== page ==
A 10 SEER to 14 SEER should be a 30% to 40% reduction in energy consumption. That's the range I saw when I replaced a 21 year-old heat pump.
If geothermal is not an option, considering only actual monthly cost, we usually end up installing 14 of 15 SEER. But with the tax credit figured in, right now 16 SEER is usually a good option. Based on economics alone we never install over 16 SEER.
Real world performance is going to depend on proper installation and maintenance more than the SEER numbers or the HSPF. Get a good relationship with a quality contractor and discuss the best options for your situation. In our climate I am more concerned with heating performance than cooling performance.
In my experience the rated cooling performance of a heat pump is fairly accurate if properly sized and installed. The heating performance of air source heat pumps is always overrated because of the defrost cycle. Theoretically heat pumps with demand defrost should out perform basic timed defrost heat pumps of the same HSPF rating.
Anything I say here is only my opinion. Even if you understood what I said.... What I said may not even be what I meant.
Those are the numbers I was expecting to see. As with all things environmental, it is an estimate between the lab and the actual conditions, but 30 to 40% is a number I can love. Especially when I get the water heater turned off.
Our heating season is not nearly as long as yours. I have thought for years that bigger coil area in the condenser - turned into the evaporator during heating mode - would lead to higher heating performance. Then the costs of material, refrigerant, pumping energy, etc. and crunch all those lines and then the bean counters tell you where to put it! Big business. ( I know the fight on ROI for capital systems and products).
Maintenance and install are key - I agree. When chasing those small numbers it really matters. My Dad says that he notices their 18SEER system kick on in response to cooking or shower - it is only the 2 of them - in response to humidity increase. They are in East TN where it is like a sponge in the summer.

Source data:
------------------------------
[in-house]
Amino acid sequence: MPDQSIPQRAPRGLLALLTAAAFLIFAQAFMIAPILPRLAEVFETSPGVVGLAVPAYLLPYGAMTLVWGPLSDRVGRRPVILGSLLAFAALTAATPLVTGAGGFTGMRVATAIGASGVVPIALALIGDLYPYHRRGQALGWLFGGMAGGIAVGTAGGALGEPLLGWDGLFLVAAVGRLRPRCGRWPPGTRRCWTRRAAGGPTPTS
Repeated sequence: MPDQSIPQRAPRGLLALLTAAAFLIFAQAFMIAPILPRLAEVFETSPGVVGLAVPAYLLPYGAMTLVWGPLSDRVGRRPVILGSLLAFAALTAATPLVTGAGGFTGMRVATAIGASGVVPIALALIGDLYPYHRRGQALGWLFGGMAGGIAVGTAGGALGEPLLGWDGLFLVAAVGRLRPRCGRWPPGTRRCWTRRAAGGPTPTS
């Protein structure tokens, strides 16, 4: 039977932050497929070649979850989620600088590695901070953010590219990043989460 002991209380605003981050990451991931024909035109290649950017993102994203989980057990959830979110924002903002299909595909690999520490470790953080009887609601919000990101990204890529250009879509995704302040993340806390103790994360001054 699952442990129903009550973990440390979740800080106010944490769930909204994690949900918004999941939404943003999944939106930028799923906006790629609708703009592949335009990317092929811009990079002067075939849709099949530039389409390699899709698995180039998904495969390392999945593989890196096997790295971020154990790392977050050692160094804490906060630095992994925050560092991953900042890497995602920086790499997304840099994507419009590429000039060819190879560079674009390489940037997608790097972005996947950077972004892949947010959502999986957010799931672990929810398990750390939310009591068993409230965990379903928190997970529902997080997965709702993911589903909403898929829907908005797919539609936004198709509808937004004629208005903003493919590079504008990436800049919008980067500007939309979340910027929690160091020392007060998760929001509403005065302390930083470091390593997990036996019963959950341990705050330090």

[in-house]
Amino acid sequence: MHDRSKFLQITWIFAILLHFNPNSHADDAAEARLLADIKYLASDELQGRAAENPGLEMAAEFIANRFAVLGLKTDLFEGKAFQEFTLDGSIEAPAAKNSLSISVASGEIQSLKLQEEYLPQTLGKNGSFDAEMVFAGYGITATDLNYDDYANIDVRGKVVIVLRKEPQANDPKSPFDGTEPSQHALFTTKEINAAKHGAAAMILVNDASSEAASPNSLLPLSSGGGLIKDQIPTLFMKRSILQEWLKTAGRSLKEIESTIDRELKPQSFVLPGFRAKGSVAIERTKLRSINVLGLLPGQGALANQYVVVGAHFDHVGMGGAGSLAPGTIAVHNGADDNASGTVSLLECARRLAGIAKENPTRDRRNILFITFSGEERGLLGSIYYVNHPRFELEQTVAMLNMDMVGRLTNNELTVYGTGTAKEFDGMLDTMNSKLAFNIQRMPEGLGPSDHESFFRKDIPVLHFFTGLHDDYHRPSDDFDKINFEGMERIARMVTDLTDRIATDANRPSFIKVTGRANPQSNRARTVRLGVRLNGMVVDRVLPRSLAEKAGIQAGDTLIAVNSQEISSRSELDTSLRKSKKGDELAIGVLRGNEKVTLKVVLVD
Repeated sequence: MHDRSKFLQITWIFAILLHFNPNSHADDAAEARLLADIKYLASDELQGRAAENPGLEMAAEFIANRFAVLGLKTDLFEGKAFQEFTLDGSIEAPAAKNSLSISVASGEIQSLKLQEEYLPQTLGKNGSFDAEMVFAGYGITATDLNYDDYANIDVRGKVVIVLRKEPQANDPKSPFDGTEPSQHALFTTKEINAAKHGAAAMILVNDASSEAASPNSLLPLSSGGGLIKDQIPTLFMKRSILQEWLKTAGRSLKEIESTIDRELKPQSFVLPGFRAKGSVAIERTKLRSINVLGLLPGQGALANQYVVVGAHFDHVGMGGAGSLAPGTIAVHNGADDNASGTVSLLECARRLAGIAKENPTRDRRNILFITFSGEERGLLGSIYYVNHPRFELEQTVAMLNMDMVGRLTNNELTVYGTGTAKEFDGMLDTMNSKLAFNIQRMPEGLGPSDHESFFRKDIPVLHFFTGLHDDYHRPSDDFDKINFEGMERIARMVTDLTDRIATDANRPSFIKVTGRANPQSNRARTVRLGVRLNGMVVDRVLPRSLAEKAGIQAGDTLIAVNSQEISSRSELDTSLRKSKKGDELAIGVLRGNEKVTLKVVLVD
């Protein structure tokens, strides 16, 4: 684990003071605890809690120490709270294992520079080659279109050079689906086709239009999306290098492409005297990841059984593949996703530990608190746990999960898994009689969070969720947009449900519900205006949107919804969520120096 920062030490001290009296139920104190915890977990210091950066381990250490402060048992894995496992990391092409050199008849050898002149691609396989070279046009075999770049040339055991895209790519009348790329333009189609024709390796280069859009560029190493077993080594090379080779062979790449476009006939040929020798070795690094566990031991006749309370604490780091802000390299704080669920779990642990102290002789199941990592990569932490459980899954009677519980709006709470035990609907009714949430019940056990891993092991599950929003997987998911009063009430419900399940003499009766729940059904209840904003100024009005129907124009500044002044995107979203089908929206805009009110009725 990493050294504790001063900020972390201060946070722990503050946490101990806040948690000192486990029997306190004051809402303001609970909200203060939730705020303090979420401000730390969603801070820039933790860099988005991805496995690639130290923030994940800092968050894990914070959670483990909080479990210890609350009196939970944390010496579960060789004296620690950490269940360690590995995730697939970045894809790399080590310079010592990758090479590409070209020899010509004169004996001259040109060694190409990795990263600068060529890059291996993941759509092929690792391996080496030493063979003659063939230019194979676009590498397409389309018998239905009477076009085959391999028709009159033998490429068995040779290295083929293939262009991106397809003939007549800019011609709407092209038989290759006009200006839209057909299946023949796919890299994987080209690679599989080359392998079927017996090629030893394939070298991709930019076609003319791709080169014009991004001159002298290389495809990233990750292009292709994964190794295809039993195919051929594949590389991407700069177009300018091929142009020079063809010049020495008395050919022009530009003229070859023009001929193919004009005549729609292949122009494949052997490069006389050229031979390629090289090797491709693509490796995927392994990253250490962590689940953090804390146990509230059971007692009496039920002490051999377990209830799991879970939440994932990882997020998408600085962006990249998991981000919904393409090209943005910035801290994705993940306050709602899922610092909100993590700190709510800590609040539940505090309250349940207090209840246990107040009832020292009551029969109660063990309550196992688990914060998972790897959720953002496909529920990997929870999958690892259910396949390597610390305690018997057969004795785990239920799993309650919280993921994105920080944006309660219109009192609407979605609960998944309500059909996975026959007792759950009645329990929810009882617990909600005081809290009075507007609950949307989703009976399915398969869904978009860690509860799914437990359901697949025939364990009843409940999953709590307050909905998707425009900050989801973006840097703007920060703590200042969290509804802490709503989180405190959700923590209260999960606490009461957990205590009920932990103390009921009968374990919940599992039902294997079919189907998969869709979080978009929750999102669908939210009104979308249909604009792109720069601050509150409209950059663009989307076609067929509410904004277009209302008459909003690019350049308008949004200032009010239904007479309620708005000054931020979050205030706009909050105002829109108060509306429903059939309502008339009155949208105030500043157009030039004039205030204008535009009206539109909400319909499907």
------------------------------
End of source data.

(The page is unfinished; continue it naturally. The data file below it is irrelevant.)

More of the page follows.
Thanks a lot,
High SEER is Okay, but it's not just about SEER
I don't know what the Fed weatherization money & credits will amount to, but we should always start with what we can do, that's cost-effective, with the building.
Correcting excessive Air infiltration rates & ductwork system problems will produce many fold more energy savings than the difference in SEER numbers. I'd incorporate both in my HVAC business.
If you can drop heat-gain by a ton, a smaller more efficient unit will provide excellent comfort with a much lower utility bill, plus big heating savings.
It's okay to go to the higher SEER units, but the govt should not outlaw anything below a 16-SEER like they did with the 10 & 12-Seer units.
You can take a high percentage of homes & upgrade the weatherization factors & the ductwork, install a smaller tonnage unit & get great energy savings.
Paul42, is an exceptional example of 2-Ton cooling tremendous square footage. Check his posts, click on his stats!
http://hvac-talk.com/vbb/member.php?u=3467 - Darrell
There are quite a few options to get you into the qualifying tax credit systems, most are using two stage compressors. However, there are several brands that will get you there more economically by using a 14 SEER condenser and an air handler with an ECM motor (not variable speed). Check into these options with YORK in the YHJF series heat pumps and Several lines from ICP (Comfortmaker, Tempstar, etc.). I have found these to be in that "sweet spot" for consumers: getting the tax credit for efficiency and not breaking the bank on the initial installation.
You can't learn a thing with your mouth open.
Please keep in mind the energy savings are for heating/cooling consumption only. A lot of sales people misguide customers into believing they will save that much on their total utility bill. It is also important to see the actual SEER rating with the complete system. Different air handler matches produce different SEER ratings. Also, you should take into account existing problems like Darrell suggested.
Originally Posted by collbill57